What is the JSE?
To understand what the JSE all-share index is, we need to start with what the JSE is. The Johannesburg Stock Exchange (JSE) is a company. This company allows companies to list their shares and for investors to buy these shares. So, the JSE and all other stock markets for that matter, essentially run a massive excel sheet that specifies what shares belongs to which investors.
Each company that lists with the JSE is broken down into literally millions of smaller parts that can be sold individually to investors. The JSE keeps track of each share, its worth and to which investor it belongs. For regulating these transactions, they charge a small fee every time a share changes hands and that is how they make money. In case you were wondering, the JSE is also listed on the JSE stock exchange.
The most important function of the JSE is regulating the companies listed with them. This makes investing on the JSE safe for investors. If you want some bedtime reading material that will put you right to sleep, you can find the 474-page listing requirements here. Some of these requirements are:
- Having regular shareholders meetings
- Publish interim, yearly and audited financial statements
- Publishing a Stock Exchange News Service (SENS) announcement for various things, like when earnings will vary by more than 20%
All of these regulations are designed to protect the investor. This is also the reason why it is advisable to always invest in listed products. Over the counter options are not regulated and the biggest problem is that selling the assets is extremely difficult since there is no market consensus on the price.
How many companies are listed on the JSE?
At this stage, there are 346 companies listed on the JSE, of which 20 are suspended since they do not adhere to the JSE listing requirements. The JSE is broken down further into the larger companies, known as the JSE top 40, the mid-cap companies and the small-cap companies.
The top 40 companies are the biggest 40 companies on the JSE by market capitalisation. These are also referred to as the blue-chip companies. Since companies vary in size constantly, the top 40 also changes regularly. The midcap companies comprise the companies that are 41st to 100th in size while the small-cap companies are all the other companies listed on the JSE.
What is the JSE all-share index?
One would think that the JSE all-share index (sometimes referred to as the ALSI) would comprise all the shares on the JSE. However, it only includes 164 companies, which is about half of the companies on the JSE. These are the biggest 164 companies on the JSE, so together they make up about 99% of the JSE. This means that the price movement of the JSE all-share index would be almost identical to the movement of all the companies.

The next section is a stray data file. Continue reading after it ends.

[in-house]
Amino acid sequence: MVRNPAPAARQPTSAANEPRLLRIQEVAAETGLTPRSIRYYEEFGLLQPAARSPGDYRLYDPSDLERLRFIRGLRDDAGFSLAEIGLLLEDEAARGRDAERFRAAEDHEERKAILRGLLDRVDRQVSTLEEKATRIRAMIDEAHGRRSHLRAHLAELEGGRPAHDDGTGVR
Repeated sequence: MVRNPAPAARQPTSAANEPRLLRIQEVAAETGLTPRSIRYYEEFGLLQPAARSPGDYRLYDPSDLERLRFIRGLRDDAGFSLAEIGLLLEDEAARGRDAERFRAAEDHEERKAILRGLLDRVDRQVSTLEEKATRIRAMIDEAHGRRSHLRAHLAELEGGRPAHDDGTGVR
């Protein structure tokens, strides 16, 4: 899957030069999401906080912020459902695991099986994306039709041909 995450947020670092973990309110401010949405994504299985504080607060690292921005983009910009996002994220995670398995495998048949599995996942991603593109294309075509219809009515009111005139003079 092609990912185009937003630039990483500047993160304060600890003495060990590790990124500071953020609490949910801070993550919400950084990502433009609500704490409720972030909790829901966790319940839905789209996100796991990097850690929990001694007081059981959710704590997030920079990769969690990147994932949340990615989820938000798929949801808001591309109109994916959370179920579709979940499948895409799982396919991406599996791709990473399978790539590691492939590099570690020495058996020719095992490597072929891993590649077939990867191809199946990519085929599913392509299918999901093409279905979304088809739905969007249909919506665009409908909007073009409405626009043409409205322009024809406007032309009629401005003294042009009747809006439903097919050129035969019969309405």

Inside this index, there are companies from various sectors, including banking, mining, construction, insurance, energy, food and various other sectors. It also includes some Real-Estate Investment Trusts (REITs) and even Exchange-Traded Funds (ETFs). So when you buy the Satrix MSCI World, the Coreshares SA Property or the ABSA Newfunds GOVI (bonds), you are buying JSE listed investments. These still adhere to the JSE listing requirements.
JSE all-share index performance
Over the years, the performance of the JSE all-share index has been exceptional. The last 20 years, has returned 631%, or a compound annual growth of about 10.5%. This excludes the dividends that are more than 2%. So, let’s call it roughly 13%. When I do extrapolations, I usually use a growth rate of 12%, which is conservative or enthusiastic depending on who you ask. Over the last 12 months, the return has been 9.25%, excluding dividends.
Trading on the JSE
To trade on the JSE you need to have an account at one of the registered stockbrokers. These brokers can write transactions to the JSE and read prices from the JSE, who then keeps track of everything. This allows you to place orders for shares, ETFs, etc. Some of the larger stockbrokers include the big four banks, Satrix, Sygnia and Easy Equities. When choosing a stockbroker, always check the platform fees, trading fees and securities that can be traded on each platform.
Usually, you can only buy the top 40 index but there are a few companies like Satrix that offer an ALSI product. The mid-cap and small-cap shares tend to be more volatile, so most investors stick to the top 40. Yes, the possibility for growth might be less but there is a reason why these companies are on top.
Be safe out there,
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